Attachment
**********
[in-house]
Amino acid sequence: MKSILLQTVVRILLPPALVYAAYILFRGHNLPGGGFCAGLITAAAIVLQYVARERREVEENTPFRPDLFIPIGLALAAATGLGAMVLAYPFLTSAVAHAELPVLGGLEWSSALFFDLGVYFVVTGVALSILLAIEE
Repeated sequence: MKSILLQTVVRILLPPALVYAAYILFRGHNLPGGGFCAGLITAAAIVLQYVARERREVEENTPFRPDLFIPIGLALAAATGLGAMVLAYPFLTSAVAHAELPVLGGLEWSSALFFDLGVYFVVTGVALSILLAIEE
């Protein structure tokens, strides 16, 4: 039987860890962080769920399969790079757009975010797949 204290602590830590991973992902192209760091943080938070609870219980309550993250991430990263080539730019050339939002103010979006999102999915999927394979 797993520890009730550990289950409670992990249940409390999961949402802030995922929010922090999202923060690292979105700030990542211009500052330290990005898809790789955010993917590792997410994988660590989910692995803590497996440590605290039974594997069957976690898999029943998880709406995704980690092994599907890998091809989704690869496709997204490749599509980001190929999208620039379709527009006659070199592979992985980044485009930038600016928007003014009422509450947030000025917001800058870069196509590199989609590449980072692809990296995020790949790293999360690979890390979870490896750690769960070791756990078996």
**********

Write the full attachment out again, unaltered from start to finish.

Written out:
[in-house]
Amino acid sequence: MKSILLQTVVRILLPPALVYAAYILFRGHNLPGGGFCAGLITAAAIVLQYVARERREVEENTPFRPDLFIPIGLALAAATGLGAMVLAYPFLTSAVAHAELPVLGGLEWSSALFFDLGVYFVVTGVALSILLAIEE
Repeated sequence: MKSILLQTVVRILLPPALVYAAYILFRGHNLPGGGFCAGLITAAAIVLQYVARERREVEENTPFRPDLFIPIGLALAAATGLGAMVLAYPFLTSAVAHAELPVLGGLEWSSALFFDLGVYFVVTGVALSILLAIEE
């Protein structure tokens, strides 16, 4: 039987860890962080769920399969790079757009975010797949 204290602590830590991973992902192209760091943080938070609870219980309550993250991430990263080539730019050339939002103010979006999102999915999927394979 797993520890009730550990289950409670992990249940409390999961949402802030995922929010922090999202923060690292979105700030990542211009500052330290990005898809790789955010993917590792997410994988660590989910692995803590497996440590605290039974594997069957976690898999029943998880709406995704980690092994599907890998091809989704690869496709997204490749599509980001190929999208620039379709527009006659070199592979992985980044485009930038600016928007003014009422509450947030000025917001800058870069196509590199989609590449980072692809990296995020790949790293999360690979890390979870490896750690769960070791756990078996």